If items are being transported by air, have them packed and crated at a Transportation Security Administration Certified Cargo Screening Facility. In 2010, the TSA mandated that 100% of cargo loaded onto passenger planes must be individually screened. Fine art packers with a Certified Cargo Screening Facility designation have been approved by the TSA to pre-screen cargo prior to it reaching the airport, which could prevent a TSA agent from opening your crated Picasso.
Despite the value of the cargo, it is not unusual for fine art transport companies to contract out jobs to third parties, particularly when items are traveling long distances or internationally. This means that the company you hire to move your art may not be doing the actual transit. If they are using subcontractors, those vendors should adhere to the same standards as the company you contract with, including completing background checks on drivers and anyone coming into contact with your artwork.
Step 5: Where will the artwork be installed?
You can hire an expert art handler to install your artwork. An art handler will take into account the weight and shape of a piece before installing, and will use proper hardware to secure the item. However, since life is not without its homework, prior to moving artwork, consider where within your home (or on your grounds) you would like items will be installed.
Carefully examine the following factors to determine if the piece can safely be installed:
- Can the wall/ceiling/floor support the weight of the piece?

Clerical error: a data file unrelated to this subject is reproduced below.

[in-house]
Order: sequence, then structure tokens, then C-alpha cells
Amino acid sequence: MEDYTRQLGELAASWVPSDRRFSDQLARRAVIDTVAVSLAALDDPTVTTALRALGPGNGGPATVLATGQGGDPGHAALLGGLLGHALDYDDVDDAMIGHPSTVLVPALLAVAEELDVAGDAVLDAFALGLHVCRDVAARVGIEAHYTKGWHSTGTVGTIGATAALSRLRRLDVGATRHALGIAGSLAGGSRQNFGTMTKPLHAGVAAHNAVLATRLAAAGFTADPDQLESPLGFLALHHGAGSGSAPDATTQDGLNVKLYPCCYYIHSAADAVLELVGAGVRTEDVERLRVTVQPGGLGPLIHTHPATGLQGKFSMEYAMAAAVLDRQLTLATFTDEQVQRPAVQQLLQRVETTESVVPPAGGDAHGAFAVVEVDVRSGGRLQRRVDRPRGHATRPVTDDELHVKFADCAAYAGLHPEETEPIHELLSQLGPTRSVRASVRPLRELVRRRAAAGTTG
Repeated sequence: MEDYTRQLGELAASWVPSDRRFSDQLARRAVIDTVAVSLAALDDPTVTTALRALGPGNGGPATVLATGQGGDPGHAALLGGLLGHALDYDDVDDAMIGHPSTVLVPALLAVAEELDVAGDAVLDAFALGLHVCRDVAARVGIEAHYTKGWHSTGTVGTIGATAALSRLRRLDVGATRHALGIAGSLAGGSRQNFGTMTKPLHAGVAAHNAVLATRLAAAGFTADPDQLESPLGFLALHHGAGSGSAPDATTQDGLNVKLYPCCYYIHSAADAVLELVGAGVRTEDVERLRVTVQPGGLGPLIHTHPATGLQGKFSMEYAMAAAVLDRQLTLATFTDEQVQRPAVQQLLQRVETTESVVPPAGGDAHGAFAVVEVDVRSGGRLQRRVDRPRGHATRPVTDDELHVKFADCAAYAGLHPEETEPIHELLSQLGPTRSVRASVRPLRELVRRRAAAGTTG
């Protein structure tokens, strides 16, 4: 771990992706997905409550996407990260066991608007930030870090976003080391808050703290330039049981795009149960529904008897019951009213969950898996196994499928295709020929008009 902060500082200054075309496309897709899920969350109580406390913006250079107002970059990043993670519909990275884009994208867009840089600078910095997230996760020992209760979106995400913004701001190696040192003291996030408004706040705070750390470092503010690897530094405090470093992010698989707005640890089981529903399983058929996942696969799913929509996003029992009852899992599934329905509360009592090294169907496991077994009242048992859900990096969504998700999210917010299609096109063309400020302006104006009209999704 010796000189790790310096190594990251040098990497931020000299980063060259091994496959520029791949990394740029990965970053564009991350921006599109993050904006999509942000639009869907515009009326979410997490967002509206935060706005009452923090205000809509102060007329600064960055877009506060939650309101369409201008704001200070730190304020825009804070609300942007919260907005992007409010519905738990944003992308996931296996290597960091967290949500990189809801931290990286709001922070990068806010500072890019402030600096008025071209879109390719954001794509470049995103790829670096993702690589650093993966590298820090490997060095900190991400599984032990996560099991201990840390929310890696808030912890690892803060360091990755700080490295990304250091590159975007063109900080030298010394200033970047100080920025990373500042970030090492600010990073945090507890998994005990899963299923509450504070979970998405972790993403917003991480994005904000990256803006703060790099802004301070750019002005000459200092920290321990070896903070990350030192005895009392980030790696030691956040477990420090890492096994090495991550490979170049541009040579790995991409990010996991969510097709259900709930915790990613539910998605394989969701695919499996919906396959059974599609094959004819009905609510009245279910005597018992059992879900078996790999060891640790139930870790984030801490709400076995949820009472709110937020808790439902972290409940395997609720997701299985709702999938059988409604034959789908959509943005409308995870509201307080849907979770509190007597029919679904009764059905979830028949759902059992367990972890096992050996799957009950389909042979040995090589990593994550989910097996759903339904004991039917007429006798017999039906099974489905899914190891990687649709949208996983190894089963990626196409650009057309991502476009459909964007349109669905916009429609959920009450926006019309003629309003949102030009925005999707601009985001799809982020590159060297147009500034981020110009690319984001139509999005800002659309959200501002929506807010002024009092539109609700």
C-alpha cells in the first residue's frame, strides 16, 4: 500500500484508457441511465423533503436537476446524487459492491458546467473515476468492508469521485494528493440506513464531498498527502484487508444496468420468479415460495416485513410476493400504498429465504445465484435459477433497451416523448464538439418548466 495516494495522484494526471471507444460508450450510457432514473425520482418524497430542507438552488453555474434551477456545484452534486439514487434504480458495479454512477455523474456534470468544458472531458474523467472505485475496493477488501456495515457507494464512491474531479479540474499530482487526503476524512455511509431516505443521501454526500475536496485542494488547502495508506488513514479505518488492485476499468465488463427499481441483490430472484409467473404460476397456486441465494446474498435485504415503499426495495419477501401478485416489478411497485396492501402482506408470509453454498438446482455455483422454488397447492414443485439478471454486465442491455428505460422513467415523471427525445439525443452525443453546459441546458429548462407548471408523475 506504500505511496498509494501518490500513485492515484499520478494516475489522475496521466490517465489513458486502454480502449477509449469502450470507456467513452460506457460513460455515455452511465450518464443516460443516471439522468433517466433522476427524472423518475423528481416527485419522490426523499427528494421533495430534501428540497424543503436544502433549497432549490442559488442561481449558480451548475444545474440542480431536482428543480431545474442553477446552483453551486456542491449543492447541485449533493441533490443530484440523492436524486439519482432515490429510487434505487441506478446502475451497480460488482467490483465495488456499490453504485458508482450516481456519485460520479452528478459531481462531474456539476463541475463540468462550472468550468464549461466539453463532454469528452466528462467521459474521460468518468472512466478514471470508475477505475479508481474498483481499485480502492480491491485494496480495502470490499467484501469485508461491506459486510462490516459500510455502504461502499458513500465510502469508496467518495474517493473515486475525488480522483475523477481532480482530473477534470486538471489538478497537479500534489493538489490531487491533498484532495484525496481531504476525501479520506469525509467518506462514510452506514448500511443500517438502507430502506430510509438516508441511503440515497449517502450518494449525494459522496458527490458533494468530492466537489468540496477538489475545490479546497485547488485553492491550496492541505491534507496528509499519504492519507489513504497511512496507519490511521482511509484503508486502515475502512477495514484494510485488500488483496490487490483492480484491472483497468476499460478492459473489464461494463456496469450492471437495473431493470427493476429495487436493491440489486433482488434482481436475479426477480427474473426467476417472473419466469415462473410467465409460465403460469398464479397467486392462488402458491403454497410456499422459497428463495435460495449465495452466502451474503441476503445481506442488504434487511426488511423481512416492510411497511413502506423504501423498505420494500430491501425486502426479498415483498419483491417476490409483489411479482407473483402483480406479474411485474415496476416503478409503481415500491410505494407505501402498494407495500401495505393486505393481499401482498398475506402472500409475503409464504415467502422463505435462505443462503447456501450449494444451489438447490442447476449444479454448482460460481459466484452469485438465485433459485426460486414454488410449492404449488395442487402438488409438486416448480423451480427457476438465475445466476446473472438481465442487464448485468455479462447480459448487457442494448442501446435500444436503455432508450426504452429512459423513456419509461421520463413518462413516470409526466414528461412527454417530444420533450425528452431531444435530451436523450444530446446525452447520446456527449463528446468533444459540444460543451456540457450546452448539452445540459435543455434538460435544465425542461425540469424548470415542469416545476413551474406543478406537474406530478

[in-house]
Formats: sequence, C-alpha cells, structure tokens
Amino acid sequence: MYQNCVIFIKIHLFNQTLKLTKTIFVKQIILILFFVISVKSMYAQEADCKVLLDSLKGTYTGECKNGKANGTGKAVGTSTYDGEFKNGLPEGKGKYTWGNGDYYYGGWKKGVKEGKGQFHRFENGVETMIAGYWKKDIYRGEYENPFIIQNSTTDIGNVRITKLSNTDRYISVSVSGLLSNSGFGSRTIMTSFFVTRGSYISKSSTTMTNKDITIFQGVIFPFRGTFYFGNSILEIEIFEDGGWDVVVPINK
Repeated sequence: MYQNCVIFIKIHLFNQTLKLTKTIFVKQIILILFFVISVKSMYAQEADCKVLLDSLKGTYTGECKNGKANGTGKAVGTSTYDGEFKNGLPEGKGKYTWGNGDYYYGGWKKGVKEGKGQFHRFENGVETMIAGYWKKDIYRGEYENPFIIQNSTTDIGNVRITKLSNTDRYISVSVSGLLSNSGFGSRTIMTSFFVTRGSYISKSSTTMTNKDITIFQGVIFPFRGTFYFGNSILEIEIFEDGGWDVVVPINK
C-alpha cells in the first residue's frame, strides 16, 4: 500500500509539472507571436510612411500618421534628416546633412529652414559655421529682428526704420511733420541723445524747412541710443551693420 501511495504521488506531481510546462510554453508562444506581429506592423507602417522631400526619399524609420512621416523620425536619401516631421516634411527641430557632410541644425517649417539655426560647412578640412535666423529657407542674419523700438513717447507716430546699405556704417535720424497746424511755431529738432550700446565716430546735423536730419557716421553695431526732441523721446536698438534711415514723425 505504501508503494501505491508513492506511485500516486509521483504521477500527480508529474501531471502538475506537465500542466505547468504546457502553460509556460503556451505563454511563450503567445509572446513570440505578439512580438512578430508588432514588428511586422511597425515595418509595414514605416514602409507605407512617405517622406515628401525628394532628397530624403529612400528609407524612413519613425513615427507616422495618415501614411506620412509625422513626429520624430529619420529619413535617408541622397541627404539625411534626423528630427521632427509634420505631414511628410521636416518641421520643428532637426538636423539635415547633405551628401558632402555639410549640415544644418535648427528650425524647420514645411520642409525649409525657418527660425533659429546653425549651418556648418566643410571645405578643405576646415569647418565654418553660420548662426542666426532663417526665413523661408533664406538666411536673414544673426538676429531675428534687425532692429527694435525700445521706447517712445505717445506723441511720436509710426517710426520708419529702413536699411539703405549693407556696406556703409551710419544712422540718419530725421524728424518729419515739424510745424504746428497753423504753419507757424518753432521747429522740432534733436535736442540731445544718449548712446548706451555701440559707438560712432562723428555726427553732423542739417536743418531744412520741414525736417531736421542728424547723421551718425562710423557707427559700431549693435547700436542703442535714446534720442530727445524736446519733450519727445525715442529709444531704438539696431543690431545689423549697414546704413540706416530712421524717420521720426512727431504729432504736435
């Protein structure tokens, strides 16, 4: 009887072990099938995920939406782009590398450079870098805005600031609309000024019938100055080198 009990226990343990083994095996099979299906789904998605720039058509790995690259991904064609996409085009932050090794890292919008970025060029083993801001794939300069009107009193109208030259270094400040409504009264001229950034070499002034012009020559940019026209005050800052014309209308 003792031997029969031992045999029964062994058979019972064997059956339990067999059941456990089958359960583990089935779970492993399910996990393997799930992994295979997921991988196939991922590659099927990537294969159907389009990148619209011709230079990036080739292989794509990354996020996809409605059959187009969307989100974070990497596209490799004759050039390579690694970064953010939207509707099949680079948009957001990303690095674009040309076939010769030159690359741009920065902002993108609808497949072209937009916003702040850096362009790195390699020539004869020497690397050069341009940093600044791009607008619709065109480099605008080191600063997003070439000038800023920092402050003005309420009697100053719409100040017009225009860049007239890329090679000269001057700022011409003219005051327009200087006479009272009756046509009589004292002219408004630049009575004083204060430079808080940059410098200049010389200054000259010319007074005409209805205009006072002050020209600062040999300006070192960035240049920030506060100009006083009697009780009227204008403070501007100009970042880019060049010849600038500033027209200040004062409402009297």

- Will items be exposed to natural or artificial lighting? Light damage is irreversible, and items should not be installed in direct sunlight or near an intense overhead light or lamp. Works on paper, photographs, and textiles are particularly sensitive to light damage. Protect items by using UV Plexiglass or glass, and install UV film on windows.
- Are there fluctuations in temperature and humidity levels? Make sure that a stable environment can be maintained. Basements, attics, and bathrooms tend to have rapid climate fluctuations and are not recommended locations to display artwork.
- Will items be protected by fire and burglar alarms? Smoke detectors should be installed in areas with a high concentration of artwork, and perimeter contacts, interior motion sensors, or individual asset alarms should be installed near artwork.
- If sculptures will be installed outdoors, take into account potential dangers like irrigation systems and overhanging branches.
Art is one of life’s greatest pleasures–and rightfully so. In order to ensure a piece is admired for generations to come, it’s imperative today’s collectors adhere to industry transportation standards.
And who knows? As carefully preserved art continues to appreciate, taking these precautions might help lead to Christie’s first-ever $2 billion week.